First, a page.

Statistical analysis

Statistical differences in patient demographics, CPOE compliance, resuscitation bundle elements compliance and 30-day mortality were compared between pre- and post-intervention groups using a chi-square model. Statistical differences between median hospital and ICU length of stay (LOS) were compared using Mann–Whitney test using R Statistical Software (R Development Core Team, 2010).

Results

Survey results

First and third year residents rotated in our MICU. In the pre-intervention period, 56 of 170 IM residents who had rotated in our MICU during the QI project, participated in the survey with 31 (55%) of respondents being first year residents. In our MICU, it is the first year residents who are primarily responsible for order entry. The majority of residents (89%) were familiar with the order sets, however only 67% felt knowledgeable about when to use the order set. Additionally, 63% of residents identified at least one situation in which they later realized the order set applied to their patient. Uncertainty as to whether the CPOE order set applied to a particular patient with severe sepsis/septic shock (45% of respondents) was the largest barrier to order set compliance according to survey results from IM residents (Fig. 1A). They identified reminders from staff as the most likely factor to promote order set use (Fig. 1B).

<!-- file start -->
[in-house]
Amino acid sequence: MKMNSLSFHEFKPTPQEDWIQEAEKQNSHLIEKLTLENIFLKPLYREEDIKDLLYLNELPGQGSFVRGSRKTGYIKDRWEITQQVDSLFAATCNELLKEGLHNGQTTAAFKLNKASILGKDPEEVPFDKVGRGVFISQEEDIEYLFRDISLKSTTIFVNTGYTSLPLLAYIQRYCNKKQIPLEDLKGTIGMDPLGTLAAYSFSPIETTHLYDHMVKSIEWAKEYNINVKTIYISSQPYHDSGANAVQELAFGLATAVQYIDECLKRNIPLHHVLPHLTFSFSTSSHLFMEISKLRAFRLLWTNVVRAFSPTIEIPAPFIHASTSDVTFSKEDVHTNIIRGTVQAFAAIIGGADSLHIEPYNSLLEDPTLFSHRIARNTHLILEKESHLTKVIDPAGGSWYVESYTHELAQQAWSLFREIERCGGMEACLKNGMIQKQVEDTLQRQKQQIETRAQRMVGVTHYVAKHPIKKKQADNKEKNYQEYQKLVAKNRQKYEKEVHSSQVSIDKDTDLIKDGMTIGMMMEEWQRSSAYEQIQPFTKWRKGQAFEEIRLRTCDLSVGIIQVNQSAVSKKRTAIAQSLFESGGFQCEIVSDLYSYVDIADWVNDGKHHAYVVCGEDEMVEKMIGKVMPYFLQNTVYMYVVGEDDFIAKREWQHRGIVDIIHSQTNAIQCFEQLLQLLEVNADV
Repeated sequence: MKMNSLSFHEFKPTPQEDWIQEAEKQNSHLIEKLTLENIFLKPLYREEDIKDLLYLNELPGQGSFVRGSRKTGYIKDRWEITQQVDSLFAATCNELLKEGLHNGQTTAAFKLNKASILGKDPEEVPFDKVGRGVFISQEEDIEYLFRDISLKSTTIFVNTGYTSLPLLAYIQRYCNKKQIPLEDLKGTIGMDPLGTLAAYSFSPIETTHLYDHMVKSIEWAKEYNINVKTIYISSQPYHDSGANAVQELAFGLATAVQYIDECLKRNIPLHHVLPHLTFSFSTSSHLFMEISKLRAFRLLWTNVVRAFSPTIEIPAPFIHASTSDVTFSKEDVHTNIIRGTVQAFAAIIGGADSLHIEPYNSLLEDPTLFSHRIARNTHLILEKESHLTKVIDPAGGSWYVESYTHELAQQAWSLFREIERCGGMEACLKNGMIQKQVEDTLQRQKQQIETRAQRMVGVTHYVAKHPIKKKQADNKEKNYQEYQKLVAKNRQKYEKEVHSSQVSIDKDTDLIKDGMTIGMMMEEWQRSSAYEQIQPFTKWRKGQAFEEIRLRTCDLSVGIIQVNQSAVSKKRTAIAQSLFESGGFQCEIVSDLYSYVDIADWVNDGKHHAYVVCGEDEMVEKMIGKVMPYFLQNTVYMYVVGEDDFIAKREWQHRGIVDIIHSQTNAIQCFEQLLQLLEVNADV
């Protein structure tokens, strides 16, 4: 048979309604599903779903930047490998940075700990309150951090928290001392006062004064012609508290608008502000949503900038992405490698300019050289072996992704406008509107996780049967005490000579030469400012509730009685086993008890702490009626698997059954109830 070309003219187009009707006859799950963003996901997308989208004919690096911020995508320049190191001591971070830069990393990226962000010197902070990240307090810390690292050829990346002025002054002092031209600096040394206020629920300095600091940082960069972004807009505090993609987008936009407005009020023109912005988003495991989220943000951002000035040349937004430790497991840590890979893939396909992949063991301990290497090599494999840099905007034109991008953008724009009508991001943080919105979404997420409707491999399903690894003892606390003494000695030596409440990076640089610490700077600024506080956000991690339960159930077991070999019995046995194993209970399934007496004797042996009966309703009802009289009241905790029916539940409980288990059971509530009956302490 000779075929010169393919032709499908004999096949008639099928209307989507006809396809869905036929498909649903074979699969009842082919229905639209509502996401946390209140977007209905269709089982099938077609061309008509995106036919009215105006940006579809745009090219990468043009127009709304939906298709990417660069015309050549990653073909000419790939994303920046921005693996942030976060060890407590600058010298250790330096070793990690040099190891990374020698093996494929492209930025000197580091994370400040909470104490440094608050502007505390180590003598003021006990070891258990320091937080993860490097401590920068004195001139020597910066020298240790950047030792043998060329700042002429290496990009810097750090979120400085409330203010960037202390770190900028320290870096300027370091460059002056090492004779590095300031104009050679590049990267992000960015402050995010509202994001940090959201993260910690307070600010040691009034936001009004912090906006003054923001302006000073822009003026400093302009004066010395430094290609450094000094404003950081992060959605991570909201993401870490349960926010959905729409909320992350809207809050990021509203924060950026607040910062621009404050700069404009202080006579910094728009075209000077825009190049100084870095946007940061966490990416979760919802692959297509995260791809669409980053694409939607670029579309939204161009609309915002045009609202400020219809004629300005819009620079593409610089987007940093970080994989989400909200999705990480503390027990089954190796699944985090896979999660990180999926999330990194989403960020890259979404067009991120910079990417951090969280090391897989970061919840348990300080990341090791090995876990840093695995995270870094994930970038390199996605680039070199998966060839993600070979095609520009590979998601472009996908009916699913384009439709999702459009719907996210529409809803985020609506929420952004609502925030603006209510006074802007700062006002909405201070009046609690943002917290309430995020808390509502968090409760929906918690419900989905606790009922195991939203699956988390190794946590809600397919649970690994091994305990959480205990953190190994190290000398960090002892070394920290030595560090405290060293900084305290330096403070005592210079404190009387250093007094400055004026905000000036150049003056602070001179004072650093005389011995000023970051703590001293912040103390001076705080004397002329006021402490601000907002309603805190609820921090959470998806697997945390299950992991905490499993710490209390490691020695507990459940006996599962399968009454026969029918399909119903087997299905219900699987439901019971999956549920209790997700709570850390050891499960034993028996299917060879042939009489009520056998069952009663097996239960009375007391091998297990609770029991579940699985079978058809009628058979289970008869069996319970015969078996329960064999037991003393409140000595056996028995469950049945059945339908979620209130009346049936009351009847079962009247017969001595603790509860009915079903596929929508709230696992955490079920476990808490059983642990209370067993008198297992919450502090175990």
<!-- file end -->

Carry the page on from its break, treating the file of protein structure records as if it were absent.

Barriers based on survey of internal medicine residents.

Figure 1: Barriers based on survey of internal medicine residents.

In the post-intervention period, 44 of 170 IM residents who rotated in our MICU participated in the survey with 41% of respondents being first year residents. The greatest barrier to order set use remained uncertainty about whether it applied to their patient (36% of respondents). Again, reminders from staff were considered to be the most likely factor to improve compliance. The post-intervention survey contained questions directed at the interventions themselves. Educational interventions (23%) and bimonthly feedback (23%) were found to be most useful, while 25% of residents felt all of the interventions were equally helpful in improving compliance. Thirty percent of residents felt the interventions increased knowledge and awareness of severe sepsis/septic shock, while 11% found that the interventions increased awareness about the resuscitation bundle elements and thus increased CPOE order set compliance. Twenty seven percent of residents found increased awareness of both severe sepsis/septic shock and the resuscitation bundle elements from these interventions. Finally, 66% of residents reported using the CPOE order set always or most of the time, while only 9% reported rarely using the order set.